Specific parts I'd like to get a review on:

  • The memory allocation to store available StreamDescriptions for format in. Is the allocation via array Swift-style-conform?
  • Getting the mFormatID of an AudioStreamBasicDescription via withUnsafePointer(to: &reformattedID) seems utterly unpleasant. Can this be realized in a more elegant way?
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The "file and format ID" can be created in one step as

var fileTypeAndFormat = AudioFileTypeAndFormatID(mFileType: kAudioFileCAFType,
                                                 mFormatID: kAudioFormatLinearPCM)

Using a Swift Array as storage is fine, and has the advantage that the memory is managed automatically (contrary to memory from malloc or UnsafeMutablePointer.alloc()). The array creation can be written a tiny be shorter as

var audioDescriptions = Array(repeating: AudioStreamBasicDescription(), count: asbdCount)

because the element type is inferred from the first argument. I have also chosen a different name, asbds is very short and cryptic.

For-loops are often better replaced by an enumeration:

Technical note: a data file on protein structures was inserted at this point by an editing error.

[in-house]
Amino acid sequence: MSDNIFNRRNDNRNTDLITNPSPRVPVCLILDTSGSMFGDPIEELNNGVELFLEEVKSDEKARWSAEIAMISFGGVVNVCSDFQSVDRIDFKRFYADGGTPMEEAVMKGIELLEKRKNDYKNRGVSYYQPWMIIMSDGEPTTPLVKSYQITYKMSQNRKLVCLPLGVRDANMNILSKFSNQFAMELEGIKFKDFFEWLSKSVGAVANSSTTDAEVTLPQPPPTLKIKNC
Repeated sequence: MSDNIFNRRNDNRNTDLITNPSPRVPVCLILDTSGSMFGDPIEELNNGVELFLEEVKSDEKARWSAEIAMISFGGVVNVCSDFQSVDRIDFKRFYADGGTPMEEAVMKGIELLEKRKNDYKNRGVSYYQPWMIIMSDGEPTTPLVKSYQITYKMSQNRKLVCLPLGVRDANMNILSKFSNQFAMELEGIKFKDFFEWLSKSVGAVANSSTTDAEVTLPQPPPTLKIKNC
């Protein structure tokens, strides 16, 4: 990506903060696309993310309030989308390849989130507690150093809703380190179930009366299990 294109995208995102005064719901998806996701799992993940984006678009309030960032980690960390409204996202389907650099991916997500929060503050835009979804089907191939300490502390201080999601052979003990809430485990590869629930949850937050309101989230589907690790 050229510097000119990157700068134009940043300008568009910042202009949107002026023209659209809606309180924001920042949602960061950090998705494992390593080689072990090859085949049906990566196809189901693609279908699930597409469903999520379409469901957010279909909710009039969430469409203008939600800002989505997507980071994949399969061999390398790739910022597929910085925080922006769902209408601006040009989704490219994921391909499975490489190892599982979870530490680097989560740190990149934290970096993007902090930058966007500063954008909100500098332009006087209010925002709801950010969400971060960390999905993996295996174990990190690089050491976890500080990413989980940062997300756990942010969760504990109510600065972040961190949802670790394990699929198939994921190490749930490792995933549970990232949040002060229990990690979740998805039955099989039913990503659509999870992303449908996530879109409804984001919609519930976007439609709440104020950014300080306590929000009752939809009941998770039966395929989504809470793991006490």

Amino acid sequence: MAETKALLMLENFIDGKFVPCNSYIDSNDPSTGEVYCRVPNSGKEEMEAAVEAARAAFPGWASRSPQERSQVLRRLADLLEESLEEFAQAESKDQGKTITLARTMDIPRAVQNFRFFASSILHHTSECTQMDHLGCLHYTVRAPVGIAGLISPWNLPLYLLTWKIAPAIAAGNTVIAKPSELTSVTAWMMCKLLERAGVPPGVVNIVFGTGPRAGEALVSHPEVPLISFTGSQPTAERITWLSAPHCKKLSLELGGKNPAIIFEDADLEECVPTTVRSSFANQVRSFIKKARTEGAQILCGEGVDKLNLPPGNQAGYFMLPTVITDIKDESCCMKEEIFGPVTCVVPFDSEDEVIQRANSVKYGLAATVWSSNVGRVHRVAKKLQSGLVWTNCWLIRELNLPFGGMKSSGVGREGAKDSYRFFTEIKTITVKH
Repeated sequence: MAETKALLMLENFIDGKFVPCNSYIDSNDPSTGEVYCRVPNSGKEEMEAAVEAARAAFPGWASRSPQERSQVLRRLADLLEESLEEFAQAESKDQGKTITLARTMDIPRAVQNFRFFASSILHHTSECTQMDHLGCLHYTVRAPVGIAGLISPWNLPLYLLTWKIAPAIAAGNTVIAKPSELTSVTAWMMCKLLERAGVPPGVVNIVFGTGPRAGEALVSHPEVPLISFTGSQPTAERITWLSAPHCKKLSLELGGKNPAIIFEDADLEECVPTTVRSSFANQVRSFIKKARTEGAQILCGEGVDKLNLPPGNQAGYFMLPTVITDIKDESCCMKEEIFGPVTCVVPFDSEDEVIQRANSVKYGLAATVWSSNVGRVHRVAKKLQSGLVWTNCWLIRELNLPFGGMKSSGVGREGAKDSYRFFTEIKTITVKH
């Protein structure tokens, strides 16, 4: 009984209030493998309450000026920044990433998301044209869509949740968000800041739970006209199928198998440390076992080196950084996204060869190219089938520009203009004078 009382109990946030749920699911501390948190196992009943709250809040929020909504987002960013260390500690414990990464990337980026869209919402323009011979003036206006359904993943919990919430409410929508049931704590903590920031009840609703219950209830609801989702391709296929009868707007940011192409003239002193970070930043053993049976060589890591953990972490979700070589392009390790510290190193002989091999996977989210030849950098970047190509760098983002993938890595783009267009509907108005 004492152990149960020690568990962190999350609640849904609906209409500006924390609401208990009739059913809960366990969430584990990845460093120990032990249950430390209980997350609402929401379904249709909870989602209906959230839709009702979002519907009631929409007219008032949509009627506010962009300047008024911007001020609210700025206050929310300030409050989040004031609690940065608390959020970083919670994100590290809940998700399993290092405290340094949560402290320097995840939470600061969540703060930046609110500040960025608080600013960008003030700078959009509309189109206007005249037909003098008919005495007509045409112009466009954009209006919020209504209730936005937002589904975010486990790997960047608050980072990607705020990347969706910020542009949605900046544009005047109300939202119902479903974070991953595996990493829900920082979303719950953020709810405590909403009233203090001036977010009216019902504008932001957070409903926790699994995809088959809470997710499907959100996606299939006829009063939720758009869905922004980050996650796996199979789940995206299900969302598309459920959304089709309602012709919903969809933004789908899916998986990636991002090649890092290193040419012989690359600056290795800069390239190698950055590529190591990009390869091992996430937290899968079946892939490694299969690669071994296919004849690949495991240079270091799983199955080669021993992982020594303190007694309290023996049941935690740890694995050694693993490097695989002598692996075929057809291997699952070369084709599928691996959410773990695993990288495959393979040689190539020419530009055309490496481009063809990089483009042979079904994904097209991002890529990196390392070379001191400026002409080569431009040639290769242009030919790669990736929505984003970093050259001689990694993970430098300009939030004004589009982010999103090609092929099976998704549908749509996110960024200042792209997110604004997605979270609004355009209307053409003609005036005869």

for audioDesc in audioDescriptions {
    // ...
}

or, if you need the element index as well:

for (idx, audioDesc) in audioDescriptions.enumerated() {
    // ...
}

This saves array lookups inside the loop.

Treating the "four-character code" in mFormatID as a string is dangerous and causes undefined behaviour, because the %s format expects a zero-terminated sequence of chars. You can get additional unwanted output, or the program might crash.

You could use the %4.4s format instead, which limits the output to four characters:

for (idx, audioDesc) in audioDescriptions.enumerated() {
    var reformattedID = audioDesc.mFormatID.bigEndian

    withUnsafePointer(to: &reformattedID) { stringIDPtr in
        print(String(format: "%d: mFormatID: %4.4s, mFormatFlags: %d, mBitsPerChannel: %d",
                     idx, stringIDPtr,
                     audioDesc.mFormatFlags, audioDesc.mBitsPerChannel))
    }
}

A better solution is to convert the integer to a four-character string, e.g. using one of the methods in How to convert memory of Int32 as four characters, for example

func fourCCToString(_ value: FourCharCode) -> String {
    let utf16 = [
        UInt16((value >> 24) & 0xFF),
        UInt16((value >> 16) & 0xFF),
        UInt16((value >> 8) & 0xFF),
        UInt16((value & 0xFF)) ]